Wednesday, March 10, 2004

Usual Spate of News 

And it's been a while since I linked to a Michiko review, but then, when does she get so damned excited about a book? Not that often, I tell ya. But she does about Edwidge Danicat's THE DEW BREAKER, a novel about Haiti's brutal history and its struggle--well documented of late--to overcome its demons and enter a democratic age.

Martin Van Creven's new biography of Moshe Dayan makes him out to be a "latter day Lord Nelson," according to the Independent. No doubt that the Israeli general was extremely influential, a man whose insights would be most valuable in today's conflicted times.

Sara Nelson's reading memoir SO MANY BOOKS, SO LITTLE TIME, has made it all the way to Australia. The Age profiles her and asks the simple question: why do it? Her answer, of course, is because she is passionate about books, and like many bookies, "[does] not feel comfortable if they do not have a book in their hands."

Looks like the movie AMERICAN SPLENDOR has opened new eyes to the work of Harvey Pekar; he's just inked a deal to pen three graphic novels for Ballantine, with the first due in stores this fall.

And speaking of deals, looks like Louis de Bernieres will have a new novel out this year, the first since CAPTAIN CORELLI'S MANDOLIN was released 10 years ago. Entitled BIRDS WITHOUT WINGS, it will be available from Secker & Warburg this July.

Maggie O'Farrell's novels are moody exploration of the passionate lives of women. The Telegraph meets her, and reviews her latest book, THE DISTANCE BETWEEN US, twice over; Jessica Mann finds it a "skillful, sensitive romantic novel" while Cressida Connolly considers it her best book yet.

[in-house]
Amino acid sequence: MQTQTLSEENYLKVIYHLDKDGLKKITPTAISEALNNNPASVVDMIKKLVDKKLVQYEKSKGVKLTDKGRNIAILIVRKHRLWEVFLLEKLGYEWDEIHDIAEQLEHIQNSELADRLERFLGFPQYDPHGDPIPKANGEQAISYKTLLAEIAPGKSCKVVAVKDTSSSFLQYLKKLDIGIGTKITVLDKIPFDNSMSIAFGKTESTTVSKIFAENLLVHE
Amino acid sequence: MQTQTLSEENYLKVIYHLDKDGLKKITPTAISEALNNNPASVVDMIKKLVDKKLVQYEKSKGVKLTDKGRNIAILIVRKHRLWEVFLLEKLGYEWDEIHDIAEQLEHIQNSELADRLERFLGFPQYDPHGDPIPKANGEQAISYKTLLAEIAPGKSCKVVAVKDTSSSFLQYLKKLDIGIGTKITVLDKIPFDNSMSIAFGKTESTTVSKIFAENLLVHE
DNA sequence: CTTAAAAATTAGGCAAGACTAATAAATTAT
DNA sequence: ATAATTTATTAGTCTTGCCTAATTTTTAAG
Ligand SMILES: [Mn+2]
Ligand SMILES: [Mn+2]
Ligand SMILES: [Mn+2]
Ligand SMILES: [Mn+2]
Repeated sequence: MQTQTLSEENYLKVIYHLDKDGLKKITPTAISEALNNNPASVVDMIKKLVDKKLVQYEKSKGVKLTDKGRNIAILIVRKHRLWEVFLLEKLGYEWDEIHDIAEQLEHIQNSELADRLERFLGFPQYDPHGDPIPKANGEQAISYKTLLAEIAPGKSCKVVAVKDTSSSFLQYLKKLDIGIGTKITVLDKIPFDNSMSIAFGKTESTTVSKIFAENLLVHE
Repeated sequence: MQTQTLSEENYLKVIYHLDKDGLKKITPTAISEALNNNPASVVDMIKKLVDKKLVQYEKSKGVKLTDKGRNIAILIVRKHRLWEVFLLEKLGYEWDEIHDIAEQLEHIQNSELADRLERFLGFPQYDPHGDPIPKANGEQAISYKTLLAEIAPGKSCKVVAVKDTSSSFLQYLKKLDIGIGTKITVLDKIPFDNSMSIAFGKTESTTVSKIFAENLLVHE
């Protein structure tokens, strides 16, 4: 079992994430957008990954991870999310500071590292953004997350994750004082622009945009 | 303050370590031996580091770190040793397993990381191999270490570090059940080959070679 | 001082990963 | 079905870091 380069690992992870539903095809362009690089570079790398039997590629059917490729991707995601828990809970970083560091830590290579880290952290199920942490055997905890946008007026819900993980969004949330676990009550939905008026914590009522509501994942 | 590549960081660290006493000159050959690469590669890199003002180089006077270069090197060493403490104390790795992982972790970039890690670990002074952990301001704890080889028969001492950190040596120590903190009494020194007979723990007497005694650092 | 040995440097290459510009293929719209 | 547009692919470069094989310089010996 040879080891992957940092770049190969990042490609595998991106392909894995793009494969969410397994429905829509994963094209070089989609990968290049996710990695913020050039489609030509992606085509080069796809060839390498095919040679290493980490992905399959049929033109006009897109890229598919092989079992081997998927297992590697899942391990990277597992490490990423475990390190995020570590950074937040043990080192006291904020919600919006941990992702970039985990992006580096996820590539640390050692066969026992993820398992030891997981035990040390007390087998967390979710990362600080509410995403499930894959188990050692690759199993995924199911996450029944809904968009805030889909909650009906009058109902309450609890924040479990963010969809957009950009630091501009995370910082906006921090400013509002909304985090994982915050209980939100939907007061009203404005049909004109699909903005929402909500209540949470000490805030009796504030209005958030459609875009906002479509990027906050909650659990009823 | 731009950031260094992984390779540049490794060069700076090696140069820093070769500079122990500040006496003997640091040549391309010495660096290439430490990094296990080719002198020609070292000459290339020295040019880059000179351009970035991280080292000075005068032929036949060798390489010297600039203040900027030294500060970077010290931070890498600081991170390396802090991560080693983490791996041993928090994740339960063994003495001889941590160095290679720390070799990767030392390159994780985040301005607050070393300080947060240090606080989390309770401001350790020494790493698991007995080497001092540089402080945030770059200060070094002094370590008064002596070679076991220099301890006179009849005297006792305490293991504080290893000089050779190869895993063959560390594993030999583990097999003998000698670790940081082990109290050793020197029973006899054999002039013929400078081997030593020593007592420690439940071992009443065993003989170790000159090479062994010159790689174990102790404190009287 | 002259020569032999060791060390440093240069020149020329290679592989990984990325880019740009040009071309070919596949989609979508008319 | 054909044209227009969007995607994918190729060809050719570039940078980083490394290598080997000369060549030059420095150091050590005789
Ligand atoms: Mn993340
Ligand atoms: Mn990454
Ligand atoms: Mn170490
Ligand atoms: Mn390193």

The longest book signing in history? Sure seems that way, if you ask Jacqueline Wilson. She was booked to appear at 3:30 at Waterstone's Bournemouth branch, and ended up staying till midnight as 3,000 people showed up to queue up to get their books autographed. Now that is going above and beyond the call of duty--god knows what her hand must have looked like (or felt) afterwards....

Looks like it's Philip Pullman week. First Michael Chabon gets analytical in the New York Review of Books, and now the Archbishop of Canterbury has endorsed him, even though some religious types think the books are "blasphemous."

2003 was a banner year for Canongate, with strong sales of novels by Michel Faber, Louise Welsh, and Yann Martel fuelling a nearly 1 million pound profit.

I'm constantly catching up on crime fiction roundups all over the place, and my latest "discovery" is the Boston Herald, where Rosemary Herbert covers the book beat in general. Over the weekend, she cast her gaze upon a collection of mystery short stories edited by Eleanor Taylor Bland. All the authors are African-American, and Herbert deems the collection a winner. Earlier, Herbert raved about Linda Barnes' latest Carlotta Carlyle novel, DEEP POCKETS and Peter Robinson's PLAYING WITH FIRE.

And finally, I should really stop linking to things like this, but what the hell. Another Cecelia Ahern profile for those of you who keep looking for them (and there are plenty, according to my trusty referral logs). This one courtesy of the Toronto Sun.

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